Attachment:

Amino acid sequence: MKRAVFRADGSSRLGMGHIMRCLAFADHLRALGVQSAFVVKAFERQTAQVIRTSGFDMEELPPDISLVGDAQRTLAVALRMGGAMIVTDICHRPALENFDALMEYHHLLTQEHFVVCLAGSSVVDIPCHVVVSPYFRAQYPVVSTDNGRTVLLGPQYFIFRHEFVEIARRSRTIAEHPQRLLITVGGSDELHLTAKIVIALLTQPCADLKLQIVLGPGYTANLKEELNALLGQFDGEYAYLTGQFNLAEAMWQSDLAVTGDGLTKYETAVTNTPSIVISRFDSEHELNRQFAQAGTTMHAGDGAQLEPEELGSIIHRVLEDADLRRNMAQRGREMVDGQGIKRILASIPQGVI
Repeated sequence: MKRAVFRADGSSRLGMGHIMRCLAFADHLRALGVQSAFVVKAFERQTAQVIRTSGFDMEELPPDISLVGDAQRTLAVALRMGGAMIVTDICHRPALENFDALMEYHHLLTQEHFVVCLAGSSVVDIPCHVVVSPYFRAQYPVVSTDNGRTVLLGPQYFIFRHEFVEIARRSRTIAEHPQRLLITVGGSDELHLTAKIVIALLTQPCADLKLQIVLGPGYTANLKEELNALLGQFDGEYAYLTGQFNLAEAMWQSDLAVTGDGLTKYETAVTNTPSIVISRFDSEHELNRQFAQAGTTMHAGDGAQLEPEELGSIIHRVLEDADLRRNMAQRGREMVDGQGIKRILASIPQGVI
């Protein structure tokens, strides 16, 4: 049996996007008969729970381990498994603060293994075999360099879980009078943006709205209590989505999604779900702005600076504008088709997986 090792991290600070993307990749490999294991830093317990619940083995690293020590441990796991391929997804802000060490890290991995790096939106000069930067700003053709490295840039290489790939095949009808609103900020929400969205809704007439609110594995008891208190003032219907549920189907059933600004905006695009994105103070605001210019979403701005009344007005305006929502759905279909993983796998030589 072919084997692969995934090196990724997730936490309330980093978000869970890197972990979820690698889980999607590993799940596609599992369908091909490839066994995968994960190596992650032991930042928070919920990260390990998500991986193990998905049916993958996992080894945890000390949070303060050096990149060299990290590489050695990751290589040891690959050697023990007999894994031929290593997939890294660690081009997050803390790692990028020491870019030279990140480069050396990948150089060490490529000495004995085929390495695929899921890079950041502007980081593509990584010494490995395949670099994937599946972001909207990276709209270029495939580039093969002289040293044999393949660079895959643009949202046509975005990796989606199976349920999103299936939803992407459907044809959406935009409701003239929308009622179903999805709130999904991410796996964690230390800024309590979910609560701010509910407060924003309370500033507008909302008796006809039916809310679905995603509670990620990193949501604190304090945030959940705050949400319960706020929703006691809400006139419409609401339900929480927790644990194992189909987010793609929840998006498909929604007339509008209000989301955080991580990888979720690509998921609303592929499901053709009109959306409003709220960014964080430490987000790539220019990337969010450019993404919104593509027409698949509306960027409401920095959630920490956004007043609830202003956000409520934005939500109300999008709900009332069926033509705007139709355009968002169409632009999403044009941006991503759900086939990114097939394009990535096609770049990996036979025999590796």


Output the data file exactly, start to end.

Amino acid sequence: MKRAVFRADGSSRLGMGHIMRCLAFADHLRALGVQSAFVVKAFERQTAQVIRTSGFDMEELPPDISLVGDAQRTLAVALRMGGAMIVTDICHRPALENFDALMEYHHLLTQEHFVVCLAGSSVVDIPCHVVVSPYFRAQYPVVSTDNGRTVLLGPQYFIFRHEFVEIARRSRTIAEHPQRLLITVGGSDELHLTAKIVIALLTQPCADLKLQIVLGPGYTANLKEELNALLGQFDGEYAYLTGQFNLAEAMWQSDLAVTGDGLTKYETAVTNTPSIVISRFDSEHELNRQFAQAGTTMHAGDGAQLEPEELGSIIHRVLEDADLRRNMAQRGREMVDGQGIKRILASIPQGVI
Repeated sequence: MKRAVFRADGSSRLGMGHIMRCLAFADHLRALGVQSAFVVKAFERQTAQVIRTSGFDMEELPPDISLVGDAQRTLAVALRMGGAMIVTDICHRPALENFDALMEYHHLLTQEHFVVCLAGSSVVDIPCHVVVSPYFRAQYPVVSTDNGRTVLLGPQYFIFRHEFVEIARRSRTIAEHPQRLLITVGGSDELHLTAKIVIALLTQPCADLKLQIVLGPGYTANLKEELNALLGQFDGEYAYLTGQFNLAEAMWQSDLAVTGDGLTKYETAVTNTPSIVISRFDSEHELNRQFAQAGTTMHAGDGAQLEPEELGSIIHRVLEDADLRRNMAQRGREMVDGQGIKRILASIPQGVI
């Protein structure tokens, strides 16, 4: 049996996007008969729970381990498994603060293994075999360099879980009078943006709205209590989505999604779900702005600076504008088709997986 090792991290600070993307990749490999294991830093317990619940083995690293020590441990796991391929997804802000060490890290991995790096939106000069930067700003053709490295840039290489790939095949009808609103900020929400969205809704007439609110594995008891208190003032219907549920189907059933600004905006695009994105103070605001210019979403701005009344007005305006929502759905279909993983796998030589 072919084997692969995934090196990724997730936490309330980093978000869970890197972990979820690698889980999607590993799940596609599992369908091909490839066994995968994960190596992650032991930042928070919920990260390990998500991986193990998905049916993958996992080894945890000390949070303060050096990149060299990290590489050695990751290589040891690959050697023990007999894994031929290593997939890294660690081009997050803390790692990028020491870019030279990140480069050396990948150089060490490529000495004995085929390495695929899921890079950041502007980081593509990584010494490995395949670099994937599946972001909207990276709209270029495939580039093969002289040293044999393949660079895959643009949202046509975005990796989606199976349920999103299936939803992407459907044809959406935009409701003239929308009622179903999805709130999904991410796996964690230390800024309590979910609560701010509910407060924003309370500033507008909302008796006809039916809310679905995603509670990620990193949501604190304090945030959940705050949400319960706020929703006691809400006139419409609401339900929480927790644990194992189909987010793609929840998006498909929604007339509008209000989301955080991580990888979720690509998921609303592929499901053709009109959306409003709220960014964080430490987000790539220019990337969010450019993404919104593509027409698949509306960027409401920095959630920490956004007043609830202003956000409520934005939500109300999008709900009332069926033509705007139709355009968002169409632009999403044009941006991503759900086939990114097939394009990535096609770049990996036979025999590796």